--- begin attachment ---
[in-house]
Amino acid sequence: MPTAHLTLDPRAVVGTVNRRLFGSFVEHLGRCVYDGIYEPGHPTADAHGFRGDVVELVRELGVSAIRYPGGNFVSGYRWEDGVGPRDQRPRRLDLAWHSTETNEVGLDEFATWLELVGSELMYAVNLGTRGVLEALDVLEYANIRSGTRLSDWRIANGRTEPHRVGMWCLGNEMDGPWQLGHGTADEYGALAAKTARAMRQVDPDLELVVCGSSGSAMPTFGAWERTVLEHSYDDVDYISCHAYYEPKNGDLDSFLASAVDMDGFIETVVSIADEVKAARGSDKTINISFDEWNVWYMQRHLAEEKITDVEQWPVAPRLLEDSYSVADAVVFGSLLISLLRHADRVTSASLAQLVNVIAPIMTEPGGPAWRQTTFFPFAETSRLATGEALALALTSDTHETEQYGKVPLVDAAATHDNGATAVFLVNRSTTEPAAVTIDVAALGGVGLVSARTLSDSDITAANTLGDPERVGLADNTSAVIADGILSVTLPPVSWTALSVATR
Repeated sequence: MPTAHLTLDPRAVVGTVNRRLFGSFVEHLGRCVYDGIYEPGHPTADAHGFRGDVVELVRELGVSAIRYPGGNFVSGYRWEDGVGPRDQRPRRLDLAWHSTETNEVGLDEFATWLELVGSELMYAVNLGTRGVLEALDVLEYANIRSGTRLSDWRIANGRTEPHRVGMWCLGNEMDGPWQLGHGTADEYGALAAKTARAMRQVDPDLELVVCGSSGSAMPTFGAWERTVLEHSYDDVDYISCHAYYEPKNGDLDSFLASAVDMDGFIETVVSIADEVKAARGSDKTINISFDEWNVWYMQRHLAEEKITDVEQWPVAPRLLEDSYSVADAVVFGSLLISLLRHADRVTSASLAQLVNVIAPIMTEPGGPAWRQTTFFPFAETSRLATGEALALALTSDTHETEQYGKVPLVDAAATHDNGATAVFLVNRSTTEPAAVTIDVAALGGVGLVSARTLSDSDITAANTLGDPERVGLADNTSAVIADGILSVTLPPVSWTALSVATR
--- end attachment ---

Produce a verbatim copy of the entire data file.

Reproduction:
[in-house]
Amino acid sequence: MPTAHLTLDPRAVVGTVNRRLFGSFVEHLGRCVYDGIYEPGHPTADAHGFRGDVVELVRELGVSAIRYPGGNFVSGYRWEDGVGPRDQRPRRLDLAWHSTETNEVGLDEFATWLELVGSELMYAVNLGTRGVLEALDVLEYANIRSGTRLSDWRIANGRTEPHRVGMWCLGNEMDGPWQLGHGTADEYGALAAKTARAMRQVDPDLELVVCGSSGSAMPTFGAWERTVLEHSYDDVDYISCHAYYEPKNGDLDSFLASAVDMDGFIETVVSIADEVKAARGSDKTINISFDEWNVWYMQRHLAEEKITDVEQWPVAPRLLEDSYSVADAVVFGSLLISLLRHADRVTSASLAQLVNVIAPIMTEPGGPAWRQTTFFPFAETSRLATGEALALALTSDTHETEQYGKVPLVDAAATHDNGATAVFLVNRSTTEPAAVTIDVAALGGVGLVSARTLSDSDITAANTLGDPERVGLADNTSAVIADGILSVTLPPVSWTALSVATR
Repeated sequence: MPTAHLTLDPRAVVGTVNRRLFGSFVEHLGRCVYDGIYEPGHPTADAHGFRGDVVELVRELGVSAIRYPGGNFVSGYRWEDGVGPRDQRPRRLDLAWHSTETNEVGLDEFATWLELVGSELMYAVNLGTRGVLEALDVLEYANIRSGTRLSDWRIANGRTEPHRVGMWCLGNEMDGPWQLGHGTADEYGALAAKTARAMRQVDPDLELVVCGSSGSAMPTFGAWERTVLEHSYDDVDYISCHAYYEPKNGDLDSFLASAVDMDGFIETVVSIADEVKAARGSDKTINISFDEWNVWYMQRHLAEEKITDVEQWPVAPRLLEDSYSVADAVVFGSLLISLLRHADRVTSASLAQLVNVIAPIMTEPGGPAWRQTTFFPFAETSRLATGEALALALTSDTHETEQYGKVPLVDAAATHDNGATAVFLVNRSTTEPAAVTIDVAALGGVGLVSARTLSDSDITAANTLGDPERVGLADNTSAVIADGILSVTLPPVSWTALSVATR